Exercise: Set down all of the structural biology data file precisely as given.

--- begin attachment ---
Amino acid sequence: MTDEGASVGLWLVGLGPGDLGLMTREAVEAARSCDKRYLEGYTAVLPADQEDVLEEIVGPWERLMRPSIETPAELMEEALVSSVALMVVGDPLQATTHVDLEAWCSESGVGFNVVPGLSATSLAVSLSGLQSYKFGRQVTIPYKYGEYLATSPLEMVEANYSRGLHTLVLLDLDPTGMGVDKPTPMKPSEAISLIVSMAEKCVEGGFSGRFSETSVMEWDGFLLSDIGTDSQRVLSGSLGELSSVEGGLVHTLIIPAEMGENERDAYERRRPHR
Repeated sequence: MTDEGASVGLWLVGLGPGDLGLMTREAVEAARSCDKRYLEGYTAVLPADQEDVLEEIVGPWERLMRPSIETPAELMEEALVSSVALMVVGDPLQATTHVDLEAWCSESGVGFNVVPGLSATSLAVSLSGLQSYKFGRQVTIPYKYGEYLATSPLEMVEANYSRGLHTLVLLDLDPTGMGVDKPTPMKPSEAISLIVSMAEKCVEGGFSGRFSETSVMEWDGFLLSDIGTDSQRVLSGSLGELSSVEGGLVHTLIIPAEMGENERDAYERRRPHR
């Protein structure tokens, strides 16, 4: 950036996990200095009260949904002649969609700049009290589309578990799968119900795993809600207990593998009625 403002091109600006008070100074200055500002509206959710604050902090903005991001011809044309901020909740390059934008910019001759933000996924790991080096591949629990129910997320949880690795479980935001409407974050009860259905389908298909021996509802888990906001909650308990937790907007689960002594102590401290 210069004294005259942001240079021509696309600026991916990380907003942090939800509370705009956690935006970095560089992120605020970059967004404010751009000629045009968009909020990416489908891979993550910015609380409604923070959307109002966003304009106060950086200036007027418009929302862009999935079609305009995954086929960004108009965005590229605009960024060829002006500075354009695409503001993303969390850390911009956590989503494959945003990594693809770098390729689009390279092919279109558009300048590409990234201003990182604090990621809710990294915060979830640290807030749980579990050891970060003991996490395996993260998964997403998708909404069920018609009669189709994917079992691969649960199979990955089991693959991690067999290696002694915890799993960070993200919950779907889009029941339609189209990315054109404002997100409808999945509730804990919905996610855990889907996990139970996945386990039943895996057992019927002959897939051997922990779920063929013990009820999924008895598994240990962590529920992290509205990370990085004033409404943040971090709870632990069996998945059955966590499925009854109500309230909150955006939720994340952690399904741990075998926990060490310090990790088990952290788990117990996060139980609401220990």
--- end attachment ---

Amino acid sequence: MTDEGASVGLWLVGLGPGDLGLMTREAVEAARSCDKRYLEGYTAVLPADQEDVLEEIVGPWERLMRPSIETPAELMEEALVSSVALMVVGDPLQATTHVDLEAWCSESGVGFNVVPGLSATSLAVSLSGLQSYKFGRQVTIPYKYGEYLATSPLEMVEANYSRGLHTLVLLDLDPTGMGVDKPTPMKPSEAISLIVSMAEKCVEGGFSGRFSETSVMEWDGFLLSDIGTDSQRVLSGSLGELSSVEGGLVHTLIIPAEMGENERDAYERRRPHR
Repeated sequence: MTDEGASVGLWLVGLGPGDLGLMTREAVEAARSCDKRYLEGYTAVLPADQEDVLEEIVGPWERLMRPSIETPAELMEEALVSSVALMVVGDPLQATTHVDLEAWCSESGVGFNVVPGLSATSLAVSLSGLQSYKFGRQVTIPYKYGEYLATSPLEMVEANYSRGLHTLVLLDLDPTGMGVDKPTPMKPSEAISLIVSMAEKCVEGGFSGRFSETSVMEWDGFLLSDIGTDSQRVLSGSLGELSSVEGGLVHTLIIPAEMGENERDAYERRRPHR
């Protein structure tokens, strides 16, 4: 950036996990200095009260949904002649969609700049009290589309578990799968119900795993809600207990593998009625 403002091109600006008070100074200055500002509206959710604050902090903005991001011809044309901020909740390059934008910019001759933000996924790991080096591949629990129910997320949880690795479980935001409407974050009860259905389908298909021996509802888990906001909650308990937790907007689960002594102590401290 210069004294005259942001240079021509696309600026991916990380907003942090939800509370705009956690935006970095560089992120605020970059967004404010751009000629045009968009909020990416489908891979993550910015609380409604923070959307109002966003304009106060950086200036007027418009929302862009999935079609305009995954086929960004108009965005590229605009960024060829002006500075354009695409503001993303969390850390911009956590989503494959945003990594693809770098390729689009390279092919279109558009300048590409990234201003990182604090990621809710990294915060979830640290807030749980579990050891970060003991996490395996993260998964997403998708909404069920018609009669189709994917079992691969649960199979990955089991693959991690067999290696002694915890799993960070993200919950779907889009029941339609189209990315054109404002997100409808999945509730804990919905996610855990889907996990139970996945386990039943895996057992019927002959897939051997922990779920063929013990009820999924008895598994240990962590529920992290509205990370990085004033409404943040971090709870632990069996998945059955966590499925009854109500309230909150955006939720994340952690399904741990075998926990060490310090990790088990952290788990117990996060139980609401220990």